Ed Moses, Untitled 1972 Graphite, crayon and masking tape on vellum. Copyright 2015 Ed Moses Photo copyright 2015 Museum Associates/LACMA by Brian Forrest

This Memorial Day weekend marks 70 years of Santa Monica Symphony Orchestra’s free community concerts. On Saturday, May 23, at 7:30 p.m. celebrate SMYO’s season finale at the historic Barnum Hall on the campus of Santa Monica High School. Music director and conductor Guido Lamell presents Antoinette Perry on piano with Mozart’s Piano Concerto No. 21 in C Major and Mahler’s Symphony No. 1 in D Major.

You can help support SMYO’s commitment to free public concerts by attending their fundraising gala, from 5:30 to 9 p.m. on Sunday, May 31. It’s an intimate evening of chamber music by distinguished members of the Los Angeles Philharmonic in a private home, with limited seating and includes both pre-performance hors d’oeuvres and dinner following the performance. For tickets or simply to donate to this noble cause, visit http://www.smsymphony.org/give-support.


Legendary local artist Ed Moses has been creating work at his Venice studio for many decades. At the age of 89, with a pacemaker keeping his ticker on track, his wit is still sharp. At a recent press event he joked, “I blackmailed LACMA that if they gave me a show, I’d give them a collection of my works.” And that’s just what he’s done.

The Los Angeles County Museum of Art presents “Ed Moses: Drawings from the 1960s and 1970s,” alongside a splendid exhibition of drawings by L.A. artists of the same era, at LACMA’s Broad Contemporary Art Museum building (BCAM). It’s a great walk through L.A.’s art history in graphics.

Although Moses is perhaps best known for his deeply layered paintings of criss-cross diagonal lines, and lately the cracked and crevassed surfaces of his poignantly beautiful new works, these drawings mark the beginning of the process that informs his life’s work.

In a funny anecdote he shared at the press opening, you could say his path to becoming an artist began with finger painting. A pre-med student who found it impossible to memorize, Moses had never taken an art class, although he had studied mechanical drawing in high school.

He enrolled in a class at Long Beach City College with Pedro Miller, a teacher with a reputation as a bohemian phenomenon. Wearing a tweed jacket, the barefooted Miller lectured from an upside down wastebasket, setting up reproductions of works by 20th century contemporary artists such as Picasso and Braque around the perimeter of the classroom.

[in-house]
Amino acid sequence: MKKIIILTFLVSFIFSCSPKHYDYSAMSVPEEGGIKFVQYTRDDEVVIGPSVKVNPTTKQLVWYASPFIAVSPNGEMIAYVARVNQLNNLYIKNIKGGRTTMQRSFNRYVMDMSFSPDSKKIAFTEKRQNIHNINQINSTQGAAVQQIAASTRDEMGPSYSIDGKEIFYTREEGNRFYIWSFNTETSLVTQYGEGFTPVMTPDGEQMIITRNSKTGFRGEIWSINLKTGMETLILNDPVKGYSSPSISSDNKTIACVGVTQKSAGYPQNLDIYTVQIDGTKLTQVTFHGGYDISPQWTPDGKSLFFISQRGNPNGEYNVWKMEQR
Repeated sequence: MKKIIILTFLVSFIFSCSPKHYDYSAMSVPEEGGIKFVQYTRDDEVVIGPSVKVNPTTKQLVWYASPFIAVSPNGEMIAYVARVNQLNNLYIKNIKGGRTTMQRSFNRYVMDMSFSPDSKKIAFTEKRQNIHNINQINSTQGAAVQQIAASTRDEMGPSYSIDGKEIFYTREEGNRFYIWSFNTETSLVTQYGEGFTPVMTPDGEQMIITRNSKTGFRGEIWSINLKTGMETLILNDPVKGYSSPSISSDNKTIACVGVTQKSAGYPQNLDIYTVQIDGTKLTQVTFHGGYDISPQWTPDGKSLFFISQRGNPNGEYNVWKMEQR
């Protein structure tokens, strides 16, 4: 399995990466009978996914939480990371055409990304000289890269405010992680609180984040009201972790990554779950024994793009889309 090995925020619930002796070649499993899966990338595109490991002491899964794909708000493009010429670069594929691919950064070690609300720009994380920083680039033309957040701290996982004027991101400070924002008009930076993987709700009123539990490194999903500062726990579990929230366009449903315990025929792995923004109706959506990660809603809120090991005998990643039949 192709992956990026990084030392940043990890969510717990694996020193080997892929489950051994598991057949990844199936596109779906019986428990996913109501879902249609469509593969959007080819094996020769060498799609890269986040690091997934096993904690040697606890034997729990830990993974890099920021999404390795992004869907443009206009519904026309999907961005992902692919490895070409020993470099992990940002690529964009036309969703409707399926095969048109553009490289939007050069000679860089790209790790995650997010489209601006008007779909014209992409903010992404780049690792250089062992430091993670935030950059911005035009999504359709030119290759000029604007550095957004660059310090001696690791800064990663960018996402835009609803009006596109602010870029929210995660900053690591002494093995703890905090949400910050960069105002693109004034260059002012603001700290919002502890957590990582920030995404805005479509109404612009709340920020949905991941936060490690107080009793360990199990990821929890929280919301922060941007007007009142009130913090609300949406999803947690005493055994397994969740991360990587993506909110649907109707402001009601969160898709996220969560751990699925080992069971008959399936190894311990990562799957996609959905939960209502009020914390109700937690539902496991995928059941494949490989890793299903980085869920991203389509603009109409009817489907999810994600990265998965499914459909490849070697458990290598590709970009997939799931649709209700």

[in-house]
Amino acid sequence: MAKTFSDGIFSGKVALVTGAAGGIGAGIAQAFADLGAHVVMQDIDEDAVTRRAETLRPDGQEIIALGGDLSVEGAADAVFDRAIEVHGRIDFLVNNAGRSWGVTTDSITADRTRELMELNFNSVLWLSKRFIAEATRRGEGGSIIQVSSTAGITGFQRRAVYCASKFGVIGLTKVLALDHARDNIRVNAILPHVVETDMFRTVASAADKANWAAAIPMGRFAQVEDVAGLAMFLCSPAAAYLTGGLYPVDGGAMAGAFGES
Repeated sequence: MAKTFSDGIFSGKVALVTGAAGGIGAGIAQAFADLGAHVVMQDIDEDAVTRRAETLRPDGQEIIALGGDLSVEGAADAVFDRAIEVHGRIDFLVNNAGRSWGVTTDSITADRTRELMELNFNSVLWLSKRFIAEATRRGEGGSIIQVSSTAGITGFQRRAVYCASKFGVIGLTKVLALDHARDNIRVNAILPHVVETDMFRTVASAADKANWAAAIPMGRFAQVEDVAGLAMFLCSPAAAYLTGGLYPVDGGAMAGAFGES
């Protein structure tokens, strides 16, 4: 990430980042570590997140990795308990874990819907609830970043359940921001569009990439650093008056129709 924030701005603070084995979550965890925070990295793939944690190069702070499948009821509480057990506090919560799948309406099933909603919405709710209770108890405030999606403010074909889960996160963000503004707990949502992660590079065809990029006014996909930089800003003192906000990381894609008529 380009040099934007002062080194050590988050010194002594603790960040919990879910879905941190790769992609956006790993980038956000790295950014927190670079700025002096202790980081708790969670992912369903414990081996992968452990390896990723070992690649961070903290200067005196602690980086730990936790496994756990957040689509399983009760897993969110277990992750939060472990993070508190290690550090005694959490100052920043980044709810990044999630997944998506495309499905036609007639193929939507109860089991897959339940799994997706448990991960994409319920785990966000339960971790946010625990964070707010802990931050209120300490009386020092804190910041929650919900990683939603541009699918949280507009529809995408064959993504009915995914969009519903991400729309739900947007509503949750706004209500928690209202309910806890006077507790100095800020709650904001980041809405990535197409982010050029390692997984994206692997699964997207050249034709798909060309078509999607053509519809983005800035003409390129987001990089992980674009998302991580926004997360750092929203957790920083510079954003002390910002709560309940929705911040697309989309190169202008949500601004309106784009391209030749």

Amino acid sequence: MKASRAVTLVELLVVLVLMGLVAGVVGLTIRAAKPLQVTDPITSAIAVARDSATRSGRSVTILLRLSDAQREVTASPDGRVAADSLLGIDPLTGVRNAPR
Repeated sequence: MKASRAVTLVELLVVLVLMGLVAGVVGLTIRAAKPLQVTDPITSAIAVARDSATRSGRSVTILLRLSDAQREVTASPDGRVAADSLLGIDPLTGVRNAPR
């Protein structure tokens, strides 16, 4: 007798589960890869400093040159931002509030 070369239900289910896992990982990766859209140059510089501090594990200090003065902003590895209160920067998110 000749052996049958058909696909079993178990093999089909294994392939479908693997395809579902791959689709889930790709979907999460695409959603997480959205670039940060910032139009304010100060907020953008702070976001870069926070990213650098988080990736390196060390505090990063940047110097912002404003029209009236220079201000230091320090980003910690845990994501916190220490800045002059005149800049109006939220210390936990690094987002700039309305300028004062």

On the second day of class, he set up a Cezanne-like still life and told the students, “Okay, let’s see what you’re worth, start painting.” As the students held up their pencils to sight the work, Miller began walking around the classroom observing what they were doing.

Moses said he panicked, thinking, “I don’t know what I’m doing, I’d better get the hell out of here. But as the teacher got closer, as some kind of response I stuck my fingers in the wells of all these tempera paints, and ran them over the surface of my board. The others laughed but (Miller) looked at the board, then at me, and displayed it saying, ‘Now here’s a real artist.’ And he ruined my life, because I have been forever following in the footsteps of that comment.”

Later transferring to UCLA and studying anthropology, Moses realized he resonated with cave painters. Like early man, who saw “his footprint in mud or hand print on a wall, I liked the idea that in response to my existence, I have to leave behind a mark.” Moses said that scratches on the wall later led to drawings of bison, climbing up and over the cave walls and at the end, falling over backwards into nothingness.

Moses said this while standing in front of a series of drawings based on a flower pattern that he’d cut and traced from an oilcloth he found in Tijuana. He spoke about Jasper Johns, the artist renowned for flag paintings, who told him, “If you work from a pre-designed element, you can create abstractions within those boundaries.”

So Moses transferred the flower pattern repetitively and filled in the spaces with intensely incised lines of graphite. “I’ve always been in the box,” Moses said. “I’ve trapped my environment so I wouldn’t slide off. I had to leave marks, compulsive marks, repetitive marks, pressing over and over again and I thought if I pressed hard enough (the cave painters) would expose themselves to me through some kind of magical shamanistic light. That didn’t happen. But now that I look at these, they look damn good. Do a thing long enough and enough times and it may happen.”

At UCLA he met Craig Kauffman, the artist who led him to Walter Hopps, who started the groundbreaking Ferus Gallery, which launched the Venice contemporary art scene. Moses was featured in the Ferus Gallery’s first exhibition and was part of the stable of artists whose post-war influence is still being felt.

Although he’s never been part of a specific art movement, Ed Moses considers these fellow artists part of his “tribe.” Even though he is among them, he stands apart as a maverick.

Beginning June 6 with an opening reception at 6:30 p.m., the William Turner Gallery at Bergamot Station is mounting a concurrent exhibition, “Ed Moses: Now and Then,” surveying works that span his career.

On June 9, Leslie Jones, the curator of the LACMA show, will talk about Ed Moses, his life and career.

Visit www.LACMA.org and www.williamturnergallery.com for full details on both exhibitions.

Sarah A. Spitz spent her career as a producer at public radio station KCRW-Santa Monica and produced freelance arts reports for NPR. She has also written features and reviews for various publications.

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